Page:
Airbus SE, now the world’s largest planemaker, could take more strict measures to cut more jobs because of a continued fall in demand for travel fuelled by the coronavirus pandemic, CEO Guillaume Faury told French radio station RTL Tuesday morning.
The European planemaker is already committing to cutting 15,000 jobs as air travel and orders from airlines have been ravaged by the coronavirus pandemic, with a number of layoffs made through a voluntary redundancy scheme.
But on Tuesday, Faury warned that voluntary redundancies may not be enough to reach that goal.
He added that he could not guarantee that compulsory redundancies would not happen in a bid to cut costs.
The CEO said that while airlines were not cancelling orders, they were delaying them as demand for air travel stays at a fraction of activity before the coronavirus and with many travel bans still in place, and lockdown restrictions returning to regions facing a second wave.
Faury said that had left airlines “in a more difficult situation after the holidays than what we were hoping.”
Faury told RTL on Tuesday: “The situation is so serious, and we are faced with so much uncertainty, that I think no one can guarantee there won’t be compulsory redundancies if we’re to adapt to the situation, especially if it evolves further.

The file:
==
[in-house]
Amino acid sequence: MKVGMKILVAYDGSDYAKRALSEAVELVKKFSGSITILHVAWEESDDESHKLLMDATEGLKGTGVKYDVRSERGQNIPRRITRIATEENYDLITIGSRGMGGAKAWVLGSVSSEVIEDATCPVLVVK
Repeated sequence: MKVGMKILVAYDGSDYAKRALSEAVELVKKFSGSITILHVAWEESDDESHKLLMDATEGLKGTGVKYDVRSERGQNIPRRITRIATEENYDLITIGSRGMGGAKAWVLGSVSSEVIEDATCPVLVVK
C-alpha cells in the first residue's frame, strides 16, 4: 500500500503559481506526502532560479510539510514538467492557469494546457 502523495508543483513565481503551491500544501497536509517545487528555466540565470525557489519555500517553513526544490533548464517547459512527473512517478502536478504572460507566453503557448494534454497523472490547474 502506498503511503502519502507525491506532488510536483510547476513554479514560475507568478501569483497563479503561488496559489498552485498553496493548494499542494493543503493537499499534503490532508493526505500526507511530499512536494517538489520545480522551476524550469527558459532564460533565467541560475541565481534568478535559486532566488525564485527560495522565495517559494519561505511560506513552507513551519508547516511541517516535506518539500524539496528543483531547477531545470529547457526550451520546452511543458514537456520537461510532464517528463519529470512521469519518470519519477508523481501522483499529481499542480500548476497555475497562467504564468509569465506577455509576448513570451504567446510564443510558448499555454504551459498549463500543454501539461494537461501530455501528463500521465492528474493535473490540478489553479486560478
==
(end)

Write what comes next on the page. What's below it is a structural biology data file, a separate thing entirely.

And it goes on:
“On the other hand, what I say clearly is that we have a lot of work to do, we will do everything we can to avoid arriving at that point.”
40%. That’s how much Airbus is dropping its production by for the next two years, to offset the effects of the pandemic.
Air travel has been one of the industries most severely hit by the coronavirus pandemic, with a number of global firms slashing orders from the world’s biggest planemakers including Airbus, and Boeing. In June, Airbus committed to cutting 15,000 jobs—or 15% of its global workforce—citing the coronavirus pandemic as the “gravest crisis” in the firm’s history. The extent of the impact on the aerospace giant was made clear in July, when it posted a nearly $2 billion loss in the first half of 2020, while new orders in the second quarter plummeted to just eight, compared with nearly 300 in the first three months of the year. While governments have doled out some $161 billion in aid to airlines around the world, according to IATA, the next challenge will be keeping struggling airlines afloat during the winter months, which will likely be compounded by a second wave of the coronavirus and a likely repeat of some stringent lockdown measures.